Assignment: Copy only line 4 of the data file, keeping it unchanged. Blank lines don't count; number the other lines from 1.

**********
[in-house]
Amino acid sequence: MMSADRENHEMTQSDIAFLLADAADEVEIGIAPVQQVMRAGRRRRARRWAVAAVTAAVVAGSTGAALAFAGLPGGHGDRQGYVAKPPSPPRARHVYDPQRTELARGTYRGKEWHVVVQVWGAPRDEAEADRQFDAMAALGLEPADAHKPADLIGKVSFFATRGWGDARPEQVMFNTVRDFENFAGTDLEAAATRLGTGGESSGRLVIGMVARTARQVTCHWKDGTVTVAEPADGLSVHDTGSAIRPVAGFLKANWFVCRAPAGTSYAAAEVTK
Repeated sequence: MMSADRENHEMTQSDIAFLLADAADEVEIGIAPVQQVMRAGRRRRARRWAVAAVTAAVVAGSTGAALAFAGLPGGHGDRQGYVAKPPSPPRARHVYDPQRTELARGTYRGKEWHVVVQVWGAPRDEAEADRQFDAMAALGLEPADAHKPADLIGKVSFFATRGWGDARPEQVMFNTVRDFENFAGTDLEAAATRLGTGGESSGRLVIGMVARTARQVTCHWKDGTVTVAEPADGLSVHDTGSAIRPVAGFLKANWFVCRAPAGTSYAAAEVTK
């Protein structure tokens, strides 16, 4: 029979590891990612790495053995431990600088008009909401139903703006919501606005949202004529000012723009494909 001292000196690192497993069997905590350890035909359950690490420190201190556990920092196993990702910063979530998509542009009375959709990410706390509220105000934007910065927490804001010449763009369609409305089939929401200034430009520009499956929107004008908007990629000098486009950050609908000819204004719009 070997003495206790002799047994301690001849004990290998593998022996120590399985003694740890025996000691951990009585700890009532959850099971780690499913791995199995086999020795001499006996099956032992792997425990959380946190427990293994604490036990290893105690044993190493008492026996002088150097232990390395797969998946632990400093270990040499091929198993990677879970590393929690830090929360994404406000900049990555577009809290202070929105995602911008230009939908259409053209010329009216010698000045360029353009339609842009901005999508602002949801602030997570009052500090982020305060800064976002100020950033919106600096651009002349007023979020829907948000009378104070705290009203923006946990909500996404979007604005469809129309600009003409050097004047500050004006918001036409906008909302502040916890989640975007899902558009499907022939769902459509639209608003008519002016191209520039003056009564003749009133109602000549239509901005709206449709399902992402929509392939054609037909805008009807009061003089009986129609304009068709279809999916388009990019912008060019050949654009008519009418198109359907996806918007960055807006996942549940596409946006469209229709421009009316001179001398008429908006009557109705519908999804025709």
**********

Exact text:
């Protein structure tokens, strides 16, 4: 029979590891990612790495053995431990600088008009909401139903703006919501606005949202004529000012723009494909 001292000196690192497993069997905590350890035909359950690490420190201190556990920092196993990702910063979530998509542009009375959709990410706390509220105000934007910065927490804001010449763009369609409305089939929401200034430009520009499956929107004008908007990629000098486009950050609908000819204004719009 070997003495206790002799047994301690001849004990290998593998022996120590399985003694740890025996000691951990009585700890009532959850099971780690499913791995199995086999020795001499006996099956032992792997425990959380946190427990293994604490036990290893105690044993190493008492026996002088150097232990390395797969998946632990400093270990040499091929198993990677879970590393929690830090929360994404406000900049990555577009809290202070929105995602911008230009939908259409053209010329009216010698000045360029353009339609842009901005999508602002949801602030997570009052500090982020305060800064976002100020950033919106600096651009002349007023979020829907948000009378104070705290009203923006946990909500996404979007604005469809129309600009003409050097004047500050004006918001036409906008909302502040916890989640975007899902558009499907022939769902459509639209608003008519002016191209520039003056009564003749009133109602000549239509901005709206449709399902992402929509392939054609037909805008009807009061003089009986129609304009068709279809999916388009990019912008060019050949654009008519009418198109359907996806918007960055807006996942549940596409946006469209229709421009009316001179001398008429908006009557109705519908999804025709």